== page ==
Caring for Your Toddler's Teeth
What's the point of taking good care of "baby teeth"? After all, they're only going to fall out anyway, right? True, but baby teeth do matter. They determine the placement and spacing of adult teeth and help to develop the jaw and a proper bite.
So, caring for your child's baby teeth is important. Early tooth decay can spread under the gums to the bone, making the bone unable to support adult teeth properly. In addition, early care of the teeth and gums will help form good habits and oral health that will last a lifetime.
Caring for a kid's teeth is a process that requires careful identification of the child’s needs, habits, and developmental landmarks. Dental care is typically straightforward once you understand what to look out for.
When Do Infants Begin To Grow Teeth?
Humans have two types of dentitions in their lifetime. The primary set of teeth that grows in infants and toddlers is also called the deciduous dentition or baby teeth. The secondary set of teeth also called the ‘adult’ or permanent teeth, begin to replace the baby teeth when the child is about 6 years of age.
Typically, infants begin to erupt their teeth around six months of age, beginning with the lower central incisors. Afterward, they erupt other types of teeth until they are two and half years old when their primary teeth completely erupt.
Within this 2-year period, they will erupt 8 incisor teeth, 4 canine teeth, and 8 molars. Although a 3-year-old child is expected to have their full complement of primary teeth, the time at which these teeth erupt is not definite; it is a range that is subject to variations.
In a rare occurrence, your baby could present with natal or neonatal teeth,, which is when a baby is born with teeth in their mouth or erupts within 30 days of birth.
How Do You Know if Your Toddler's Teeth Are Healthy?
The advice from the American Dental Association is that you should take your child in for a dental visit as soon as their first tooth erupts and is visible in the mouth, but they must have had their first visit to the dentist by the first birthday regardless of eruption. This visit helps you understand the peculiarities of baby teeth and will educate you on what to look out for in your baby’s teeth.
A healthy baby dentition is one that is devoid of cracks, chips, and cavities. In addition, congenital anomalies could result in abnormal tooth shapes or numbers. A visit to the pediatric dentist is necessary if you notice that your toddler has a weirdly shaped tooth or if they have a strange discoloration on the surface of the teeth.
How To Care for Your Child's Teeth
Oral care is mostly a preventive strategy that is rooted in smaller habits that result in significant changes. These habits target daily practices, oral hygiene, and dietary regulation.
One of the best things you can do to take care of your toddler's teeth is to watch their diet. Encourage your child to drink plenty of milk and eat milk products because they are rich in calcium and vitamin D, which will help form strong and healthy teeth (and bones).
Also, limit the eating of sugar and sweets, which contribute strongly to tooth decay. Not only is water better than juice because juice contains sugar, water may also help wash out other foods from the teeth. Although drinking juice in moderation is fine, make a point to encourage your toddler to drink water too — especially before bedtime.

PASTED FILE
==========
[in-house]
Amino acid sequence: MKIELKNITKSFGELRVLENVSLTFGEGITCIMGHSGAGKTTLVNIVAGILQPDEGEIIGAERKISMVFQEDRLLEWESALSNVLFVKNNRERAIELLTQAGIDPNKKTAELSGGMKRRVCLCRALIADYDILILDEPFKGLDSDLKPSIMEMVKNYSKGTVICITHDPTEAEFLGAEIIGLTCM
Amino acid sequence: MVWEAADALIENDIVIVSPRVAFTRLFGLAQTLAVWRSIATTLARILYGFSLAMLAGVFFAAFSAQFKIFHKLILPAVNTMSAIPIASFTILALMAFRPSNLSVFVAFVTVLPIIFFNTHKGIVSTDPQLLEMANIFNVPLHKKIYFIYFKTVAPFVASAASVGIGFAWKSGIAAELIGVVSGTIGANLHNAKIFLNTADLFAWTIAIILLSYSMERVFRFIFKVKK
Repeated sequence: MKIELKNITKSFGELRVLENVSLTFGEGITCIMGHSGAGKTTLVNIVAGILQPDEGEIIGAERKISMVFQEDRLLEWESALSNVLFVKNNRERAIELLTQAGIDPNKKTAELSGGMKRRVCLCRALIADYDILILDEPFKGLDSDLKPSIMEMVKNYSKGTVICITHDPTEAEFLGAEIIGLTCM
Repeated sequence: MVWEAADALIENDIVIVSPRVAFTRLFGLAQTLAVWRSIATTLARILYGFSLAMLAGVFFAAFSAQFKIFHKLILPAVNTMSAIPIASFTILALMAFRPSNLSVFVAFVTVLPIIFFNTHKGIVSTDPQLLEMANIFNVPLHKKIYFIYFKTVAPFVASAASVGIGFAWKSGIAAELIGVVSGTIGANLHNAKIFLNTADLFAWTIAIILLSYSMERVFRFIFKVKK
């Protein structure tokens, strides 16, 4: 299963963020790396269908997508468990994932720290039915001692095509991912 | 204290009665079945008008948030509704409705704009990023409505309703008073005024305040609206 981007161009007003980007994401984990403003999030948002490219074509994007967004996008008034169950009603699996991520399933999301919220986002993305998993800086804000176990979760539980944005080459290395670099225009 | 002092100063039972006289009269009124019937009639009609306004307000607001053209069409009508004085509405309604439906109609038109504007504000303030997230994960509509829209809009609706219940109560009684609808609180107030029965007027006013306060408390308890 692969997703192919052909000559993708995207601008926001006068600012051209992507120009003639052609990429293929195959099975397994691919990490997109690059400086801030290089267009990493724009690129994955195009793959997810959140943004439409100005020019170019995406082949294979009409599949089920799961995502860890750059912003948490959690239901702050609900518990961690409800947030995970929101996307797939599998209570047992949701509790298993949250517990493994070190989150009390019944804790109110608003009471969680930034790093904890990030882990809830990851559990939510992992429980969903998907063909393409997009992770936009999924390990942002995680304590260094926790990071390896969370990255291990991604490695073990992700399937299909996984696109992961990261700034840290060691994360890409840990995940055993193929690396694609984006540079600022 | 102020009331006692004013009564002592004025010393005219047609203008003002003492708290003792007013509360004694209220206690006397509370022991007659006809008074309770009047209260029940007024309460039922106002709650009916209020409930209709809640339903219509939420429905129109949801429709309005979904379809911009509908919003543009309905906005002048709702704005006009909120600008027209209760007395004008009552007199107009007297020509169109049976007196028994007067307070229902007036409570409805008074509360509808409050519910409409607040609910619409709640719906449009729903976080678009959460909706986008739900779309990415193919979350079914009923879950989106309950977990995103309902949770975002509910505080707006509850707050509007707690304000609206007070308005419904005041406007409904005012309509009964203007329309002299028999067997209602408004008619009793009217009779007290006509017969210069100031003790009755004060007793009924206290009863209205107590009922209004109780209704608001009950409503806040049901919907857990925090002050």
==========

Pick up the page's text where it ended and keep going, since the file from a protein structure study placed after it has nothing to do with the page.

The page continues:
The sugar you give your toddler after brushing and before bed — in juice or, even worse, in formula — will remain on their teeth until the next day's first brushing. Using pacifiers is strongly discouraged, especially overnight, because they are sometimes coated with sugars and could predispose your child to baby bottle tooth decay.
Dental Hygiene Practices for Your Toddler
Before your toddler erupts their first tooth, it is advised that you clean their gums. This is done by gently wiping your baby's teeth and gums with a washcloth or a small square of damp gauze to get them clean. Make sure to clean the gums properly to remove every form of debris or particle.
Brushing practices are habitual and must be cultivated as a daily routine. Start your child on a small, soft-bristled toothbrush and a smear or smudge of toothpaste not larger than the size of a grain of rice.
When they are up to three years old, brush their teeth with a pea-sized amount of toothpaste. Make sure to use fluoride toothpaste for your child because fluoride in toothpaste helps mineralize and therefore strengthen the teeth.
When helping your child brush their first set of teeth, gently check your toddler’s mouth for any food that’s become stuck in the teeth or along the gum line, and try to remove it using dental floss. If brushing before bed is already stressful enough, try turning it into a game, like pretending that you and your child are at the dentist.
It is important that you help to brush your toddlers teeth for them, as toddlers lack the adequate manual dexterity to do it properly. Brush your teeth in their presence and allow them to imitate you to see how well they do it on their own. Once they are done, inspect the surfaces of their teeth.
The advice from the American Academy of Pediatric Dentistry advises that parents should take their infants for their first dental check-up soon after they have erupted their first tooth. In addition, parents need to look into their child’s mouth from time to time as a form of home examination, and even the children could be taught to look and report any strangeness in their own teeth.
In conclusion, parents need to know that the desire to maintain good dental health throughout life is a gradual process that begins from a very young age. Caring for your toddler’s teeth using the best practices described by professionals is crucial to your child's oral health and overall health.
Was this article helpful?